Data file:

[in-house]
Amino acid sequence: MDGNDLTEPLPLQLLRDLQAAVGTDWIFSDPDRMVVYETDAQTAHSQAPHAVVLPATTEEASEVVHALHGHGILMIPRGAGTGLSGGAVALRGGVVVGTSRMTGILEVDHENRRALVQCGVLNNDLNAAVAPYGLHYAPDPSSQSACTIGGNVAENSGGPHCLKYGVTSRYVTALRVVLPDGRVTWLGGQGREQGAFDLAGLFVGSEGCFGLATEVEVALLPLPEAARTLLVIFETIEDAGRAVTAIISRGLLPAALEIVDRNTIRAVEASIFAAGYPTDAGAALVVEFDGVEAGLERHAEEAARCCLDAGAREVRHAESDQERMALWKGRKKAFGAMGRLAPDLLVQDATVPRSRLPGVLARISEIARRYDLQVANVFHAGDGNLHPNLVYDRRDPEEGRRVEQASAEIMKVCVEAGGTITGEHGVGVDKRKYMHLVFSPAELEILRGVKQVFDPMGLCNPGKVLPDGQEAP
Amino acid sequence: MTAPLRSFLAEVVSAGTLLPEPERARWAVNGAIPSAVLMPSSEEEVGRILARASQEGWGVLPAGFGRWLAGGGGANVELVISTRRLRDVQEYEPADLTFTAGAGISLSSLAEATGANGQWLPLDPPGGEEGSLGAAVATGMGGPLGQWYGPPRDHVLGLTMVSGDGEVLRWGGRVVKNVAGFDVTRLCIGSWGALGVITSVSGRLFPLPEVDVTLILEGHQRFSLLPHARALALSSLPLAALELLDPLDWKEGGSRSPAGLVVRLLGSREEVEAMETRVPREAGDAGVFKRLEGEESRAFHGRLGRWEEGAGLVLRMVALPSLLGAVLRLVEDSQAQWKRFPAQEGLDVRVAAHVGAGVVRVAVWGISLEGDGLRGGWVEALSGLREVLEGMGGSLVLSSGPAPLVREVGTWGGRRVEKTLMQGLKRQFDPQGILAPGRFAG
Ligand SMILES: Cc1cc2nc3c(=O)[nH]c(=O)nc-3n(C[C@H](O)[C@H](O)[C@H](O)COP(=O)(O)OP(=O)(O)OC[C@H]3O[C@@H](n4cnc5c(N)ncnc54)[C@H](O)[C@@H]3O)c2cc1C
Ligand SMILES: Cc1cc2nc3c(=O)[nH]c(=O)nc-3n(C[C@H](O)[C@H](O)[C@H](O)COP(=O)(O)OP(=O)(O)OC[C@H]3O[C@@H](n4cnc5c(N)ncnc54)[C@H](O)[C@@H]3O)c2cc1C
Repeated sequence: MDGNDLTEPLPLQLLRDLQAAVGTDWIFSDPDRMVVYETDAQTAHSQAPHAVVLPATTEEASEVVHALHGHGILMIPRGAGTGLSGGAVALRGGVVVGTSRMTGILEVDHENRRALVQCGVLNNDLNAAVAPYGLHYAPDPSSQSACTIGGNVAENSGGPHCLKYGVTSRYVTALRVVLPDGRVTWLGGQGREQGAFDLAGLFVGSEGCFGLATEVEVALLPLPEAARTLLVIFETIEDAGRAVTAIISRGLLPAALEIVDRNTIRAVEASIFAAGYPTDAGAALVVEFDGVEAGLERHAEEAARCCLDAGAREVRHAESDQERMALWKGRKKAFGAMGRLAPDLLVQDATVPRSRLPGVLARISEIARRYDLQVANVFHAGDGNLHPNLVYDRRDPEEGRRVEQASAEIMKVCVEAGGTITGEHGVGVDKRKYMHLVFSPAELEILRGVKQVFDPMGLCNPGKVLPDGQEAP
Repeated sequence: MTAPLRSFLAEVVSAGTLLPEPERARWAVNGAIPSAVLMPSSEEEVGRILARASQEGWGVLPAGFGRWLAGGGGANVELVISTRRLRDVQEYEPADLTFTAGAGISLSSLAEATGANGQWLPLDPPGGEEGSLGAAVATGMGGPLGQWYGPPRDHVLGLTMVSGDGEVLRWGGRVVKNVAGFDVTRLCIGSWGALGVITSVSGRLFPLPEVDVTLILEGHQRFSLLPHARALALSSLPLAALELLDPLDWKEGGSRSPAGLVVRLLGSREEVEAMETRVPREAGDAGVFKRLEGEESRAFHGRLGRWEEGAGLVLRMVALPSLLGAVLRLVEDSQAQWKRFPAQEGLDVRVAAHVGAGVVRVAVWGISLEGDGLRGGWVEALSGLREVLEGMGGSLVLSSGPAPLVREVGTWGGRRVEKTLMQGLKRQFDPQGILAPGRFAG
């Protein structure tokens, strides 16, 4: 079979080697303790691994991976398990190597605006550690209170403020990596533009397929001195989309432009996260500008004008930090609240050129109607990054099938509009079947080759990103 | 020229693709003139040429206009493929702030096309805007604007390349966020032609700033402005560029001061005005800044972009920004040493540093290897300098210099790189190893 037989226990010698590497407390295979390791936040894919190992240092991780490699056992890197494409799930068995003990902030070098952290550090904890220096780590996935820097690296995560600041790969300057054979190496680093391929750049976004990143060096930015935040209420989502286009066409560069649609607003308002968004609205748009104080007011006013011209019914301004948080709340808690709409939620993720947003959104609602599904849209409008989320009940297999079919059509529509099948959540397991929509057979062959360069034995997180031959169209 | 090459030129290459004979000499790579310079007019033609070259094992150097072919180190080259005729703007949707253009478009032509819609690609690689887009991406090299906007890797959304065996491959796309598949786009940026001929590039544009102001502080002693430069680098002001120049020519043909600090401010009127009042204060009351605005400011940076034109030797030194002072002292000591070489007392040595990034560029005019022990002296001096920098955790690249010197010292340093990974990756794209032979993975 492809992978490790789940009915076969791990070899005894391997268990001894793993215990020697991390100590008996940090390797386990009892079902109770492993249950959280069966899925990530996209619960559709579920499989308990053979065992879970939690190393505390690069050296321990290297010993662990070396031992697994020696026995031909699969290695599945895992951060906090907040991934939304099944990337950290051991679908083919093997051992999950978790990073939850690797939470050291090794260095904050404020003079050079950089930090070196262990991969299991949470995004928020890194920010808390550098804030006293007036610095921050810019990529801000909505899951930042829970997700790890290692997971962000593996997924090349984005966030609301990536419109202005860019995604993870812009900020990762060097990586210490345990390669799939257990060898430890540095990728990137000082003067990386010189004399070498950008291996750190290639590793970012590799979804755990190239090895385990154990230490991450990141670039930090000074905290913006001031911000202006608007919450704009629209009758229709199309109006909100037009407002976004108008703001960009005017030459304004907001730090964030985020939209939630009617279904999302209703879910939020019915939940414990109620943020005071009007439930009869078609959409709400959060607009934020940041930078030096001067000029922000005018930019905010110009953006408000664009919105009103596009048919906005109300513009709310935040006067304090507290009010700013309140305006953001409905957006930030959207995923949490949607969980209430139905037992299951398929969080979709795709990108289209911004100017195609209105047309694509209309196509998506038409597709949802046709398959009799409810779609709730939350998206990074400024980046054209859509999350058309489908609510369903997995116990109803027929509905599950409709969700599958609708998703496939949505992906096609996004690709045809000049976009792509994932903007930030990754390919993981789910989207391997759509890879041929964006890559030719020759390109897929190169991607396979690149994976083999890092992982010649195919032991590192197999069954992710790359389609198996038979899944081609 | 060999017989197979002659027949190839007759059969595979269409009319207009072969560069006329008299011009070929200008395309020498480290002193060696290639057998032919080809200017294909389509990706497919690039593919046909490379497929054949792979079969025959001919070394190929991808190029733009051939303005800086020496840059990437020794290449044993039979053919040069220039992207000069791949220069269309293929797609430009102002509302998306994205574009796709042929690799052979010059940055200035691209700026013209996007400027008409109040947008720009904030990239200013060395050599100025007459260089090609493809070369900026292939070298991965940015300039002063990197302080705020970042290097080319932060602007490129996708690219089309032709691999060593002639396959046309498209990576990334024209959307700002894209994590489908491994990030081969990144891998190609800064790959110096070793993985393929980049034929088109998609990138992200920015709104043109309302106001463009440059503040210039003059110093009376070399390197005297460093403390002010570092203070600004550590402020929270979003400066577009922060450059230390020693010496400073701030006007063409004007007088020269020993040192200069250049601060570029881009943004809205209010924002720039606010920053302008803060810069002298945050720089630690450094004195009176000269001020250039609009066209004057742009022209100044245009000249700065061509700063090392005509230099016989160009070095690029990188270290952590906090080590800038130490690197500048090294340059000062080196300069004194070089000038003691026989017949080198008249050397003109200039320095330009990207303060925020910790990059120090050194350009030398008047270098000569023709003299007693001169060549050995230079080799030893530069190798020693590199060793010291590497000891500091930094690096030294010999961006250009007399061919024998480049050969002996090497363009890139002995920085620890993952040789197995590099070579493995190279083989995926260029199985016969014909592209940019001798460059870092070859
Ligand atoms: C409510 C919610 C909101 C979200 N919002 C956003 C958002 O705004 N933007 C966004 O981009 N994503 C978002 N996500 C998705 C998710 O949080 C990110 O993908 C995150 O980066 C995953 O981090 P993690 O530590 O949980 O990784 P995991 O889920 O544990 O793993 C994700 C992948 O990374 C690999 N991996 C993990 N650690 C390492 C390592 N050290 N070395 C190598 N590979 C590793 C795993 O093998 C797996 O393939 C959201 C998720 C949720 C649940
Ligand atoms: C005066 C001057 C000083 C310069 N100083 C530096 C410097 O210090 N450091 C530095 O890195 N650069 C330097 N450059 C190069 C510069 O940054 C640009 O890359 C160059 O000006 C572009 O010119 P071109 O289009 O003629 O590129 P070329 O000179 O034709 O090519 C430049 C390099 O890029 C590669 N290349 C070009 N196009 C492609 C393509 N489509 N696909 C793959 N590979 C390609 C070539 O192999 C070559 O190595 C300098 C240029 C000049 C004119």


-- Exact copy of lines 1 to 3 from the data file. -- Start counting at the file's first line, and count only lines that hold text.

[in-house]
Amino acid sequence: MDGNDLTEPLPLQLLRDLQAAVGTDWIFSDPDRMVVYETDAQTAHSQAPHAVVLPATTEEASEVVHALHGHGILMIPRGAGTGLSGGAVALRGGVVVGTSRMTGILEVDHENRRALVQCGVLNNDLNAAVAPYGLHYAPDPSSQSACTIGGNVAENSGGPHCLKYGVTSRYVTALRVVLPDGRVTWLGGQGREQGAFDLAGLFVGSEGCFGLATEVEVALLPLPEAARTLLVIFETIEDAGRAVTAIISRGLLPAALEIVDRNTIRAVEASIFAAGYPTDAGAALVVEFDGVEAGLERHAEEAARCCLDAGAREVRHAESDQERMALWKGRKKAFGAMGRLAPDLLVQDATVPRSRLPGVLARISEIARRYDLQVANVFHAGDGNLHPNLVYDRRDPEEGRRVEQASAEIMKVCVEAGGTITGEHGVGVDKRKYMHLVFSPAELEILRGVKQVFDPMGLCNPGKVLPDGQEAP
Amino acid sequence: MTAPLRSFLAEVVSAGTLLPEPERARWAVNGAIPSAVLMPSSEEEVGRILARASQEGWGVLPAGFGRWLAGGGGANVELVISTRRLRDVQEYEPADLTFTAGAGISLSSLAEATGANGQWLPLDPPGGEEGSLGAAVATGMGGPLGQWYGPPRDHVLGLTMVSGDGEVLRWGGRVVKNVAGFDVTRLCIGSWGALGVITSVSGRLFPLPEVDVTLILEGHQRFSLLPHARALALSSLPLAALELLDPLDWKEGGSRSPAGLVVRLLGSREEVEAMETRVPREAGDAGVFKRLEGEESRAFHGRLGRWEEGAGLVLRMVALPSLLGAVLRLVEDSQAQWKRFPAQEGLDVRVAAHVGAGVVRVAVWGISLEGDGLRGGWVEALSGLREVLEGMGGSLVLSSGPAPLVREVGTWGGRRVEKTLMQGLKRQFDPQGILAPGRFAG